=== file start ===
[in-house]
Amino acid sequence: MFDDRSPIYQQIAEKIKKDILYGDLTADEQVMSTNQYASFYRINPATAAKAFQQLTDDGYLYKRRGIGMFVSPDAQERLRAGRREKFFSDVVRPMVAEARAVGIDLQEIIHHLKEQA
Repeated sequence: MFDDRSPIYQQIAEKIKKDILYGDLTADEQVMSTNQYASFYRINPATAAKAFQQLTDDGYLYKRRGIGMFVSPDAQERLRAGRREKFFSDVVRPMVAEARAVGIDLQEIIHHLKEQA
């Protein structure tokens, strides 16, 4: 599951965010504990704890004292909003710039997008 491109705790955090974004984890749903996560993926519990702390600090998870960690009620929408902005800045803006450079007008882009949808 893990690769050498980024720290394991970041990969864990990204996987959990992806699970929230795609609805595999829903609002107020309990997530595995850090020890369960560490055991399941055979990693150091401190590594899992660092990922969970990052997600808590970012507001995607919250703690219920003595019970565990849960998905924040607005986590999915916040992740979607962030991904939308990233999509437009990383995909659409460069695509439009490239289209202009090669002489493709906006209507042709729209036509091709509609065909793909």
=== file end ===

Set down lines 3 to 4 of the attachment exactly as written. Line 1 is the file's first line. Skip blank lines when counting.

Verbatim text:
Repeated sequence: MFDDRSPIYQQIAEKIKKDILYGDLTADEQVMSTNQYASFYRINPATAAKAFQQLTDDGYLYKRRGIGMFVSPDAQERLRAGRREKFFSDVVRPMVAEARAVGIDLQEIIHHLKEQA
């Protein structure tokens, strides 16, 4: 599951965010504990704890004292909003710039997008 491109705790955090974004984890749903996560993926519990702390600090998870960690009620929408902005800045803006450079007008882009949808 893990690769050498980024720290394991970041990969864990990204996987959990992806699970929230795609609805595999829903609002107020309990997530595995850090020890369960560490055991399941055979990693150091401190590594899992660092990922969970990052997600808590970012507001995607919250703690219920003595019970565990849960998905924040607005986590999915916040992740979607962030991904939308990233999509437009990383995909659409460069695509439009490239289209202009090669002489493709906006209507042709729209036509091709509609065909793909």